When we start out as lowly newbie writers, knowing no one and nothing, we tap away at our stories in our towers of isolation and let the stories flow. We dream of being picked up by traditional publishing houses that will put on a full media blitz into trumpeting our shiny debut novel the length and breadth of the land. We go on to make scads of money, have our books in libraries and on bookshelves. We live forever. We conquer death.
We get our book handed to Peter Jackson, the famous New Zealand movie producer. He reads it and decides to make a movie out of it with Weta Studios. We go to the theatre with our family. We see our world and our story played out on the big screen under the glittering lights.
We make enough money to buy our own island, to which we retreat purely to write and paint. We make enough money to pay for the kids’ education and then to buy houses for our grown-up children.
Then we wake up one day and realize, that in reality, we’ve run out of money, we’re eating beans for dinner every night, the rent’s overdue, and there are bills to be paid. We move back home to live with our parents. We resign ourselves to using the public transport system and to being a bottom-feeder, again.
We console ourself, it’s okay. We’ll re-start the editing cycle. We’ll join a new critique group.
We drag the dream out of the dirt, dust it off and revive it again. We go back to work on the book in earnest.
We resolve we’ll work on this story, make it the best we can do, and it will be discovered by a traditional publishing house, and it’ll go on to become a bestseller.
The dream’s still alive.
We finish the book and submit our precious baby. We get rejected. This gets repeated ad nauseum.
We wake up one day, thirty years later, and realize, the original dream isn’t going to happen the way we thought it would. One of our parents has passed over already, two lots of our friends have divorced, and our kids have turned into teenagers as if by magic, seemingly overnight. As the song lyrics go, ‘my children are getting older, I’m getting older, too.’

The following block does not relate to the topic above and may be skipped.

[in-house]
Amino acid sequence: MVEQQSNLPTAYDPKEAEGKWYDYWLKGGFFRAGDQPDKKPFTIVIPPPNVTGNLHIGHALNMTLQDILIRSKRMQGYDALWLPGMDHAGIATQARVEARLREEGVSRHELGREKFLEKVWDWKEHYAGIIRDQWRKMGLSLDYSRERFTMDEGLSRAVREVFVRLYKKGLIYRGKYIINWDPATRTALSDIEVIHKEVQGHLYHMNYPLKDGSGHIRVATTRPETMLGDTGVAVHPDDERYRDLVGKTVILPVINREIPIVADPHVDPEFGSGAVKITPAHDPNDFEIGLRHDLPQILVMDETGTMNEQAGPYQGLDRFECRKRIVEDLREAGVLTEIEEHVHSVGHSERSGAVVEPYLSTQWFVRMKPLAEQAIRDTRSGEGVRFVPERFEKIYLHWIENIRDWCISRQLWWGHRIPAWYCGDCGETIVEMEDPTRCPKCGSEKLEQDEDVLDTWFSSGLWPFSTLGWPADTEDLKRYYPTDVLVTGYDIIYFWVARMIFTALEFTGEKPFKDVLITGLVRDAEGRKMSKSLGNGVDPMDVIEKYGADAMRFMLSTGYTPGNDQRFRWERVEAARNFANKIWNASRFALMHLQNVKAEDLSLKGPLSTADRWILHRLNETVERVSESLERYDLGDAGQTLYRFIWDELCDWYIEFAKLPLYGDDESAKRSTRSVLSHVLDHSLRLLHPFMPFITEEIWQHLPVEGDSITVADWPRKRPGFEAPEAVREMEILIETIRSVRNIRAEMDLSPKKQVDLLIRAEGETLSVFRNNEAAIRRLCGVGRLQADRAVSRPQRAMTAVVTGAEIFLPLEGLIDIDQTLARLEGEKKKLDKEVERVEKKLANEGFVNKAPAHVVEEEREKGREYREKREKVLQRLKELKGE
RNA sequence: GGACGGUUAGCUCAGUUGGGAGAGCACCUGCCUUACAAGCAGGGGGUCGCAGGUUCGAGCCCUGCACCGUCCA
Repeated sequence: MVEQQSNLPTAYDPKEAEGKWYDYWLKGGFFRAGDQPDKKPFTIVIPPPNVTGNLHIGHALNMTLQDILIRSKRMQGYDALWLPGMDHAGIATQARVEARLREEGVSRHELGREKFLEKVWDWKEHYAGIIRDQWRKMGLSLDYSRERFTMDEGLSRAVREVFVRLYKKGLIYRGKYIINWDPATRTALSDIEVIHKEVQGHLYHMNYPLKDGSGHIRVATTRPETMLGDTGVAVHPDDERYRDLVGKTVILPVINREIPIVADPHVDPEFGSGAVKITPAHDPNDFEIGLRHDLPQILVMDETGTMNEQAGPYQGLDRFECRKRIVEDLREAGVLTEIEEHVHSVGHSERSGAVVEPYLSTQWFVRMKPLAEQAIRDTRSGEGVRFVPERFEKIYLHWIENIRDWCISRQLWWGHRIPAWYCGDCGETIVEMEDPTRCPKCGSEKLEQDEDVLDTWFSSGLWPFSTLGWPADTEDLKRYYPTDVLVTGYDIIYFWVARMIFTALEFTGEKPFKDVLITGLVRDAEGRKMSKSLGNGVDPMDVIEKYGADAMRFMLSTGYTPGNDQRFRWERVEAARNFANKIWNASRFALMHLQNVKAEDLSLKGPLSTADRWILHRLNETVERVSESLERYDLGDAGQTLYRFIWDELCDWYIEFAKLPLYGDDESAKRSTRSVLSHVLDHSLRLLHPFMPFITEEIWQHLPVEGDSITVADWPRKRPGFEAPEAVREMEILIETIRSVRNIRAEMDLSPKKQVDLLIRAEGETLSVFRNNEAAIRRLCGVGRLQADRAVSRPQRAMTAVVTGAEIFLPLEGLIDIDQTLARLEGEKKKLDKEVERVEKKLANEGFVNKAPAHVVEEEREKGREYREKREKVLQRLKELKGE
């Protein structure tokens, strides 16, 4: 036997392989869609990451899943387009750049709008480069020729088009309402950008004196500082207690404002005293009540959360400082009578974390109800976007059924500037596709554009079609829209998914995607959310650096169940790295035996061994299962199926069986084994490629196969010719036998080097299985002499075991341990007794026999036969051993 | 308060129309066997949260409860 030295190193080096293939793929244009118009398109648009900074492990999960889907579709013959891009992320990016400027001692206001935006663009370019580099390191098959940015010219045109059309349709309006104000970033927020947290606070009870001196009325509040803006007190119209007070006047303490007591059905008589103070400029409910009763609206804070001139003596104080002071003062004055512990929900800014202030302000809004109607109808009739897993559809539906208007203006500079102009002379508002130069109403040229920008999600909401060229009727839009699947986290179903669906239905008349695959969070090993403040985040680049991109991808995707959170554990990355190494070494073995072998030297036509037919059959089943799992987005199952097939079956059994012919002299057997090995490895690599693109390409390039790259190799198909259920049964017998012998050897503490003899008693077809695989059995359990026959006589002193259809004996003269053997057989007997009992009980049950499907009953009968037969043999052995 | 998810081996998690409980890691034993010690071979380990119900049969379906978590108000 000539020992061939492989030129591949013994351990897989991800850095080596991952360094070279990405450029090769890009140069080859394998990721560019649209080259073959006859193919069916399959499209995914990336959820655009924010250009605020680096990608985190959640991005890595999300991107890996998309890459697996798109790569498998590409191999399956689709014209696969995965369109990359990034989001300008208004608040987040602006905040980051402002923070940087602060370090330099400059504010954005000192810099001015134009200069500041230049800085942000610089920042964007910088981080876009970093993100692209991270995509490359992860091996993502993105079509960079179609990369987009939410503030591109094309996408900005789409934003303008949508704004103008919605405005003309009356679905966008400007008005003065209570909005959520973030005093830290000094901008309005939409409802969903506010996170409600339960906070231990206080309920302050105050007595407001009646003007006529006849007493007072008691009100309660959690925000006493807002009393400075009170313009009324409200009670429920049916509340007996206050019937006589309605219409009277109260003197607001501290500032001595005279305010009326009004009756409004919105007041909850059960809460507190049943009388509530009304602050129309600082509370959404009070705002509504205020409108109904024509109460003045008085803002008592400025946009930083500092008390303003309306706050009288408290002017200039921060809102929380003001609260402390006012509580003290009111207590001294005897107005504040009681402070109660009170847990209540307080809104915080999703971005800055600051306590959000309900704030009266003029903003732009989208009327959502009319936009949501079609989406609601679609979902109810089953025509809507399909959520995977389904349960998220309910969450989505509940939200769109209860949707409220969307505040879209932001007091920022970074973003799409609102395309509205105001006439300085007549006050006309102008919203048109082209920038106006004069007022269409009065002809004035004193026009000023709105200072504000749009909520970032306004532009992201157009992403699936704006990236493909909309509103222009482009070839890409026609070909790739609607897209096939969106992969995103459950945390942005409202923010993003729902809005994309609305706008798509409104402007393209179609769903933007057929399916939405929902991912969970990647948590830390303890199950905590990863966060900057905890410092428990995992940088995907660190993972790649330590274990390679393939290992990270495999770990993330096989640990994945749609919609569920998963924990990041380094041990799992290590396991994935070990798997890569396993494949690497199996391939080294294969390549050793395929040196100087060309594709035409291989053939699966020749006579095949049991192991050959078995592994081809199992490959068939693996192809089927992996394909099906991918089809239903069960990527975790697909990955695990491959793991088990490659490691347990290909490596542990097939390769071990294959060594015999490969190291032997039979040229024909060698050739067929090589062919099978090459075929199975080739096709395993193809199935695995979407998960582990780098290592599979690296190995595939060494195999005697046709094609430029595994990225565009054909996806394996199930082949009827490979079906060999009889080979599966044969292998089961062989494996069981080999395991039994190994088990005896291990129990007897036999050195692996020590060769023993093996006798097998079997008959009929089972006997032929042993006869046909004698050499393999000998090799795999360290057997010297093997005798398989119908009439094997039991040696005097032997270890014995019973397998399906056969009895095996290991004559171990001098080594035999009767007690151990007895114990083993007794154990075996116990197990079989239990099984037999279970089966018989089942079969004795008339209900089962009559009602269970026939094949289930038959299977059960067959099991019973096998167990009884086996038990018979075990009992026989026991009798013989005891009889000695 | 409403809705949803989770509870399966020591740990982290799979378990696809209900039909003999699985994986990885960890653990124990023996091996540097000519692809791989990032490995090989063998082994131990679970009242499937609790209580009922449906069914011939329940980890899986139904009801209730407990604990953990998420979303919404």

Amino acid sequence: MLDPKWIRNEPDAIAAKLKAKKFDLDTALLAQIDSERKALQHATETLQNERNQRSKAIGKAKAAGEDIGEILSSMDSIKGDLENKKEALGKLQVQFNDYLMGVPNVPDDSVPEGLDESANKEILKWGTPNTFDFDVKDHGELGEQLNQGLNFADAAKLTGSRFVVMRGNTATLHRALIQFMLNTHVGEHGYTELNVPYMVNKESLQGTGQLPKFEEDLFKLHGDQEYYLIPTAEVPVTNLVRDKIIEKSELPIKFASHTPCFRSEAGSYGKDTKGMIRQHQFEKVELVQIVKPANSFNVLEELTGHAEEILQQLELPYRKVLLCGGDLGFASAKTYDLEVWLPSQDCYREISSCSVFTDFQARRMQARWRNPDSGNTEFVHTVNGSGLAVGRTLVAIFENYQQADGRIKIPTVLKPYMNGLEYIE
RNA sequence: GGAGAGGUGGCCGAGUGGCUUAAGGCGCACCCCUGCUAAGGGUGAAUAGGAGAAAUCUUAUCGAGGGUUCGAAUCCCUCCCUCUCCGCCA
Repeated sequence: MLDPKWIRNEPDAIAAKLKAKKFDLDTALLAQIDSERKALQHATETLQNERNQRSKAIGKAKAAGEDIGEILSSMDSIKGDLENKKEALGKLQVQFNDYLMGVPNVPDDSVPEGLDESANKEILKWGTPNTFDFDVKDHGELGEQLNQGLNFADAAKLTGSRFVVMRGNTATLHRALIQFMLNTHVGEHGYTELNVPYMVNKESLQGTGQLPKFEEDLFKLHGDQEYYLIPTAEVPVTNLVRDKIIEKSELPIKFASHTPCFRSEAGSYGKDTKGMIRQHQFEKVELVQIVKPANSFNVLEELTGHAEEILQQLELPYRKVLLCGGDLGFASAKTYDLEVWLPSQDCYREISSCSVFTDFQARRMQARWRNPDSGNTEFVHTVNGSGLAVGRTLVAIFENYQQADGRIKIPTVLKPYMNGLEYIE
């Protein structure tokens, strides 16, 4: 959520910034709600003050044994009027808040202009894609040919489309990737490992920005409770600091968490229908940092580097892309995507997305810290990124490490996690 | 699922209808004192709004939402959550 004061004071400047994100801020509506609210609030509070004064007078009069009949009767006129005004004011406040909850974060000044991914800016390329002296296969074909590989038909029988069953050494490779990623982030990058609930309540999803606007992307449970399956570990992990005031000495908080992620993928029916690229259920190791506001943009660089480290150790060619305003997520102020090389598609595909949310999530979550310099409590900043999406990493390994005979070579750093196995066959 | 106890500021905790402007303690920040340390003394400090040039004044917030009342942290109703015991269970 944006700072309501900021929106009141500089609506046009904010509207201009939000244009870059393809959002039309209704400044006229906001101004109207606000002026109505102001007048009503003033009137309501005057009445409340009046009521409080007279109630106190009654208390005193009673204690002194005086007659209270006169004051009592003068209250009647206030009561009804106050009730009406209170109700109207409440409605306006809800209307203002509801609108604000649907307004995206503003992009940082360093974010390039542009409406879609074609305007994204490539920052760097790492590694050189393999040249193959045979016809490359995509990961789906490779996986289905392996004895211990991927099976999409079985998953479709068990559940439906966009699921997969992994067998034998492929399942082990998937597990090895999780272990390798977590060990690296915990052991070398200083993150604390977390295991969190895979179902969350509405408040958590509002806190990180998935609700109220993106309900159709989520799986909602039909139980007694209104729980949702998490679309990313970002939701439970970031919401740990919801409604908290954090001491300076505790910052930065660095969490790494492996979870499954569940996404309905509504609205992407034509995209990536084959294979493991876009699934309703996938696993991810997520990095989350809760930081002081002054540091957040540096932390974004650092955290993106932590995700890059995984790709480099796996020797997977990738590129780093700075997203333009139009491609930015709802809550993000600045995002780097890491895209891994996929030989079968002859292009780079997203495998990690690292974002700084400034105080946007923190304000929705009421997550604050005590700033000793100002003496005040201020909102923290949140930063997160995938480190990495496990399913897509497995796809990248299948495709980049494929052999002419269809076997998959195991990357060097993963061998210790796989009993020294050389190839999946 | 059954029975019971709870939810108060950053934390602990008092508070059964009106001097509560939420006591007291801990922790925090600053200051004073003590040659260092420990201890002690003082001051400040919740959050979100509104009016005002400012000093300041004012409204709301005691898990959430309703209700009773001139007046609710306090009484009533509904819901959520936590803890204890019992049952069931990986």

Only when we’ve exhausted all hope, and run down every street to find only dead-ends, do we consider the mountainous obstacle of self-publishing.
The bitter reality is that going Indie is a ton of work, and only a select few authors get to live the first tier of the dream: getting that golden deal, hitting the bestseller status, and signing a book-to-movie deal. Not everyone will be the next Hugh Howey.
The rest of us get to evolve.
Isn’t that wonderful?
What’s the alternative? To give up? To abandon the dream that has warmed our nights and sustained our days through the long hours of typing? No, of course not. We are indomitable. We are writer.
We write. We learn. We observe. We write. We learn.
And now, whether we like it or not, we are going to be a publisher, as well. We’ll get to wear many hats: to don the apparel of book producer, promoter, like an old-fashioned hawker of your own goods. “Roll up! Roll up! Hot off the presses. Get your copy quick!” and to bash people over the head with a verbal press release about our book at every social (media) occasion.
It’s either go Indie, or go home.
We can see by the veritable tsunami of self-published books flooding the market these days that we are doing these things ourselves. We adapt and survive and thrive. And, some Indie authors are climbing to the top of the literary mountain and attaining the first tier of the dream, under their own steam. So, it can be done!
The immutable truth however, as stated in The Drunkard’s walk, by Leonard Mlodinow, is that there is a certain random element in who gets to make the bestseller list. ‘There exists a vast gulf of randomness and uncertainty between the creation of a great novel and the presence of huge stacks of that novel at the front of thousands of retail outlets. That’s why successful people are almost universally members of a certain set – the set of people who don’t give up.’
In other words, while hitting the big time may be a game of numbers, there’s one way of getting there and that is to write and continue to write.
Keep on creating…
Yvette K. Carol
Writing a book is a horrible, exhausting struggle, like a long bout with some painful illness. One would never undertake such a thing if one were not driven on by some demon whom one can neither resist nor understand. — George Orwell
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